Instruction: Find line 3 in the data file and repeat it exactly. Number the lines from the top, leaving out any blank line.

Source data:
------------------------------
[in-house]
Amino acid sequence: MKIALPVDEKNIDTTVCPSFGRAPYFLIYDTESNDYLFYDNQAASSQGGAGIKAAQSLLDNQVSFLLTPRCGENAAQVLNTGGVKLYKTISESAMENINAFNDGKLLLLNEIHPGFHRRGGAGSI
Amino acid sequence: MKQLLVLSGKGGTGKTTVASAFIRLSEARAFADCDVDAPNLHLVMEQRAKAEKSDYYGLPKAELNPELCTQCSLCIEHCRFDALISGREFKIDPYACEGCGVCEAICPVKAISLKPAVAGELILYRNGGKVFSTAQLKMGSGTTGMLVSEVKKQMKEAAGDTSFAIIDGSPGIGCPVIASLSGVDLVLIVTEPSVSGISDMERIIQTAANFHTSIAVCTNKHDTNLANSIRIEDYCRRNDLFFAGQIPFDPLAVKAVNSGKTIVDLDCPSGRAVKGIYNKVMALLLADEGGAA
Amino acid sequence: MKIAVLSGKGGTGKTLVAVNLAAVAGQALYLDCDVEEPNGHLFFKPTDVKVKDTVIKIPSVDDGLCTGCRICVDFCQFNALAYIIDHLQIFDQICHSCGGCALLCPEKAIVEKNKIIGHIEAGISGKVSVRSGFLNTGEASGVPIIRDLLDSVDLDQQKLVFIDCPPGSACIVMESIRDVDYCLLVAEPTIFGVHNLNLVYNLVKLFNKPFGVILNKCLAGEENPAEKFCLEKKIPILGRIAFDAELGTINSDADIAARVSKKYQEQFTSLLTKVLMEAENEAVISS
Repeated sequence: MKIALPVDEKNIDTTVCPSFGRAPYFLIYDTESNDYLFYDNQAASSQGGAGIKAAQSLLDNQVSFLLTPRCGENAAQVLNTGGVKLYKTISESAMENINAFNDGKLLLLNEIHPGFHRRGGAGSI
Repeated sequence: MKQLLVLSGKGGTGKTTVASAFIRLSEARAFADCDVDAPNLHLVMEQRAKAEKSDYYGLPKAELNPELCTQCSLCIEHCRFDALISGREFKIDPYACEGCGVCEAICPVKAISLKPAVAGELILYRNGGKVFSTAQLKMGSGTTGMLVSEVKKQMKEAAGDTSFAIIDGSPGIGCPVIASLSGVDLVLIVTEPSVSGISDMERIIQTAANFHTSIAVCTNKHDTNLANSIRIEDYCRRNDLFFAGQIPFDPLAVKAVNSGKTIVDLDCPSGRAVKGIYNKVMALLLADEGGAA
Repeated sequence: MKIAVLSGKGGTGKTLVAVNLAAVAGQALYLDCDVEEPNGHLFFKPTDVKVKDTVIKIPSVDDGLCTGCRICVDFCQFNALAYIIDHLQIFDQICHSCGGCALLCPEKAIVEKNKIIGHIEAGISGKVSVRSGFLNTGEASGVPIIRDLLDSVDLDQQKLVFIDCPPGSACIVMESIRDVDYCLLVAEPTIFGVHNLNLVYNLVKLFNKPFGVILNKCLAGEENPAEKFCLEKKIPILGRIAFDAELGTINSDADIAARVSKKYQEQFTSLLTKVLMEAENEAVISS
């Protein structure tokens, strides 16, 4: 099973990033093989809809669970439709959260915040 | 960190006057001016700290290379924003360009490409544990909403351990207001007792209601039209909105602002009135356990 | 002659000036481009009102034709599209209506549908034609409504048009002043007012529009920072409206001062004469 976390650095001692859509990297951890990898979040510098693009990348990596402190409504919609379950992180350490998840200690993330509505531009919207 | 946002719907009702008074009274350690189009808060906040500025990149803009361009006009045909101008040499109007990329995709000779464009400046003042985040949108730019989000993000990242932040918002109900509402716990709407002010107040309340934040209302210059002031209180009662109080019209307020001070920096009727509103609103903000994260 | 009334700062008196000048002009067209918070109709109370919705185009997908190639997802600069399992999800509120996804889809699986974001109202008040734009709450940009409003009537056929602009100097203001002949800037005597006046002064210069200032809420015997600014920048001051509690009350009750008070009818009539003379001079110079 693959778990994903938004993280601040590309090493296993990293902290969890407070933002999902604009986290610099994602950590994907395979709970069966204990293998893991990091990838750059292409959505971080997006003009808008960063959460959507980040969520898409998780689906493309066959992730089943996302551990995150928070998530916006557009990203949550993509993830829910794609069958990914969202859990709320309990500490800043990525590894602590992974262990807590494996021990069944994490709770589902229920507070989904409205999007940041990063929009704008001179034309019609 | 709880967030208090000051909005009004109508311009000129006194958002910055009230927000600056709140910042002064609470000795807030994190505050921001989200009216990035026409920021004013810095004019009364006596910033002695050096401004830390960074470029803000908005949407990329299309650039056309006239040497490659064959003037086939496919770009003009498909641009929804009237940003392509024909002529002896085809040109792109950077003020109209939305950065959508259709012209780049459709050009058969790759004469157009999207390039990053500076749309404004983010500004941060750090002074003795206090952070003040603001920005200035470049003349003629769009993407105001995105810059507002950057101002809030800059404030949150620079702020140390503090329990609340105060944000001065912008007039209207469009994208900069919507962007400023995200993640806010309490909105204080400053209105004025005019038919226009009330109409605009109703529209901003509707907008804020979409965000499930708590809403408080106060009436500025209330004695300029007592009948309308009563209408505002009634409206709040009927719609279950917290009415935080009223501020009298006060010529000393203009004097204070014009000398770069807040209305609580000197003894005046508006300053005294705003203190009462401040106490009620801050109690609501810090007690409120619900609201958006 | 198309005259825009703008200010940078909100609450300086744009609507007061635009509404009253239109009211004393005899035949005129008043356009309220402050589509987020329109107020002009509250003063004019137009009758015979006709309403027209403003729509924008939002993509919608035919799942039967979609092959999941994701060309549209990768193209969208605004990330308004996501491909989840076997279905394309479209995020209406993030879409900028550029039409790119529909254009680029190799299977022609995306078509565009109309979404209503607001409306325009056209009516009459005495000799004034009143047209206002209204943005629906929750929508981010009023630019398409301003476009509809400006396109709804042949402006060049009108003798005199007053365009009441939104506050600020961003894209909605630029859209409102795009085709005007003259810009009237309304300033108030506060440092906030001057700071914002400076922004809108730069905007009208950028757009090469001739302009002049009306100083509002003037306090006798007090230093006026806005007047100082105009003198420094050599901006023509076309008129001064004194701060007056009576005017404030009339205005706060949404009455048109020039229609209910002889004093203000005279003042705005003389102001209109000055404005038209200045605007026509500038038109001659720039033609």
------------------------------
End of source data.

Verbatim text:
Amino acid sequence: MKQLLVLSGKGGTGKTTVASAFIRLSEARAFADCDVDAPNLHLVMEQRAKAEKSDYYGLPKAELNPELCTQCSLCIEHCRFDALISGREFKIDPYACEGCGVCEAICPVKAISLKPAVAGELILYRNGGKVFSTAQLKMGSGTTGMLVSEVKKQMKEAAGDTSFAIIDGSPGIGCPVIASLSGVDLVLIVTEPSVSGISDMERIIQTAANFHTSIAVCTNKHDTNLANSIRIEDYCRRNDLFFAGQIPFDPLAVKAVNSGKTIVDLDCPSGRAVKGIYNKVMALLLADEGGAA